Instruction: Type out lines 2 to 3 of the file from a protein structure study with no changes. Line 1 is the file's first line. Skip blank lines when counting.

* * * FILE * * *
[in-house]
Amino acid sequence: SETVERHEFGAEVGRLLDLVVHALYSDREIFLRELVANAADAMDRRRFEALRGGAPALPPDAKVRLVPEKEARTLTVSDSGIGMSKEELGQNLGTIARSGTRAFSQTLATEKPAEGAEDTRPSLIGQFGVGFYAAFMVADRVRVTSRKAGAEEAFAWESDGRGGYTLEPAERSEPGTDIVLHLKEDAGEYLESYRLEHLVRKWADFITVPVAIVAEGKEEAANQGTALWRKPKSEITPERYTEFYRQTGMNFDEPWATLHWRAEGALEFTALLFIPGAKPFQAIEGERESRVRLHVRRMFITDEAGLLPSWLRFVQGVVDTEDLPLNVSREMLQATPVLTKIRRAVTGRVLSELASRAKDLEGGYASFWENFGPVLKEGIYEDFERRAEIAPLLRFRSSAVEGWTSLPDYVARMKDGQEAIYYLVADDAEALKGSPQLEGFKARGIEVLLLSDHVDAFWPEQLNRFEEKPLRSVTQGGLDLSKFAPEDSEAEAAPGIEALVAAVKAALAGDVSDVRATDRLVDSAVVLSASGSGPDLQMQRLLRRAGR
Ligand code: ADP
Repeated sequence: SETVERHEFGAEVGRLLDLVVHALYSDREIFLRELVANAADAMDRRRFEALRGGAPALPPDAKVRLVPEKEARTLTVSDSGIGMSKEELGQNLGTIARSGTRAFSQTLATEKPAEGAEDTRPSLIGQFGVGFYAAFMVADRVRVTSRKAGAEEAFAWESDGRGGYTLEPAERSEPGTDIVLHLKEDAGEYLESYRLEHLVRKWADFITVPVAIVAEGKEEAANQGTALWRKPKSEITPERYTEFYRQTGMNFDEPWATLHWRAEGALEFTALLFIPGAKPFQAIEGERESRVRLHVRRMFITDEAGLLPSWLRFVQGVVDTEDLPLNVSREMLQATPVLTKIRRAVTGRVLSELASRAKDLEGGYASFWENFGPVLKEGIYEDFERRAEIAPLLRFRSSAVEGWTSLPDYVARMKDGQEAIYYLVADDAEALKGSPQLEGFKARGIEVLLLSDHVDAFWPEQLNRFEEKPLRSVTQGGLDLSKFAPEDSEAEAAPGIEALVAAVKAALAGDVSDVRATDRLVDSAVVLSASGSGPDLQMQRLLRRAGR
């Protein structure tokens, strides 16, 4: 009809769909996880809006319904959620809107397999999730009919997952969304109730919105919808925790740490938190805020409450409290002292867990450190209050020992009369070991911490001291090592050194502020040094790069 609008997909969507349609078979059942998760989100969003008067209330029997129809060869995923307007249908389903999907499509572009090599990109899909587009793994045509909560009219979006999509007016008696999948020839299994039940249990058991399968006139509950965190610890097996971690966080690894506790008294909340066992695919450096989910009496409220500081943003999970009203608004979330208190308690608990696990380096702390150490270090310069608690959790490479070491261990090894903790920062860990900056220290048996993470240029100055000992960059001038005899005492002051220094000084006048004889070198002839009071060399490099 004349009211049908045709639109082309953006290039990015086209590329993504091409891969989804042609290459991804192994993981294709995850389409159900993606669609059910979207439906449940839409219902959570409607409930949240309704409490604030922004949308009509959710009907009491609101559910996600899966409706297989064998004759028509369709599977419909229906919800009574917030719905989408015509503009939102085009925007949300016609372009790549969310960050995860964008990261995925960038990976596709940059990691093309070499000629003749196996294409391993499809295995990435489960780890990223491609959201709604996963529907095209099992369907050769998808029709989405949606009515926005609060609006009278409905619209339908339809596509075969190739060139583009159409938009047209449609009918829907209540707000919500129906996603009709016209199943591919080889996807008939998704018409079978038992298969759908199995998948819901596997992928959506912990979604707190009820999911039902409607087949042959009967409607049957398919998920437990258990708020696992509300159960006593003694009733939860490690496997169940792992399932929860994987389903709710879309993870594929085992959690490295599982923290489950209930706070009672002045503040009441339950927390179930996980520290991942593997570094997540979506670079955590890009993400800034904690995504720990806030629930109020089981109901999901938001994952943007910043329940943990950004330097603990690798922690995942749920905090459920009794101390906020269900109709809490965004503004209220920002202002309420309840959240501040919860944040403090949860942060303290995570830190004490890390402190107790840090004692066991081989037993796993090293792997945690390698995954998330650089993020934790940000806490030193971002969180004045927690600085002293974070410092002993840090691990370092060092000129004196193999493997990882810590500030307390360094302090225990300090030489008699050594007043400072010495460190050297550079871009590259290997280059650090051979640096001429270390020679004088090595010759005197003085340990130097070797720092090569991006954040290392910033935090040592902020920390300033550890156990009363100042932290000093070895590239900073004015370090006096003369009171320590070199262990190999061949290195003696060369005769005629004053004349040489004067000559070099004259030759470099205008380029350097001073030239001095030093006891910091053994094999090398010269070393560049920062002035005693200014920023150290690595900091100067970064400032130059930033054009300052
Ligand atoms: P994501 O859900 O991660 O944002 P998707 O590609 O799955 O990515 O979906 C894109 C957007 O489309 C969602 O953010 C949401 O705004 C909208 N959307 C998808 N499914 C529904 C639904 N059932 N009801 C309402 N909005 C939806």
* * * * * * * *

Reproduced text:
Amino acid sequence: SETVERHEFGAEVGRLLDLVVHALYSDREIFLRELVANAADAMDRRRFEALRGGAPALPPDAKVRLVPEKEARTLTVSDSGIGMSKEELGQNLGTIARSGTRAFSQTLATEKPAEGAEDTRPSLIGQFGVGFYAAFMVADRVRVTSRKAGAEEAFAWESDGRGGYTLEPAERSEPGTDIVLHLKEDAGEYLESYRLEHLVRKWADFITVPVAIVAEGKEEAANQGTALWRKPKSEITPERYTEFYRQTGMNFDEPWATLHWRAEGALEFTALLFIPGAKPFQAIEGERESRVRLHVRRMFITDEAGLLPSWLRFVQGVVDTEDLPLNVSREMLQATPVLTKIRRAVTGRVLSELASRAKDLEGGYASFWENFGPVLKEGIYEDFERRAEIAPLLRFRSSAVEGWTSLPDYVARMKDGQEAIYYLVADDAEALKGSPQLEGFKARGIEVLLLSDHVDAFWPEQLNRFEEKPLRSVTQGGLDLSKFAPEDSEAEAAPGIEALVAAVKAALAGDVSDVRATDRLVDSAVVLSASGSGPDLQMQRLLRRAGR
Ligand code: ADP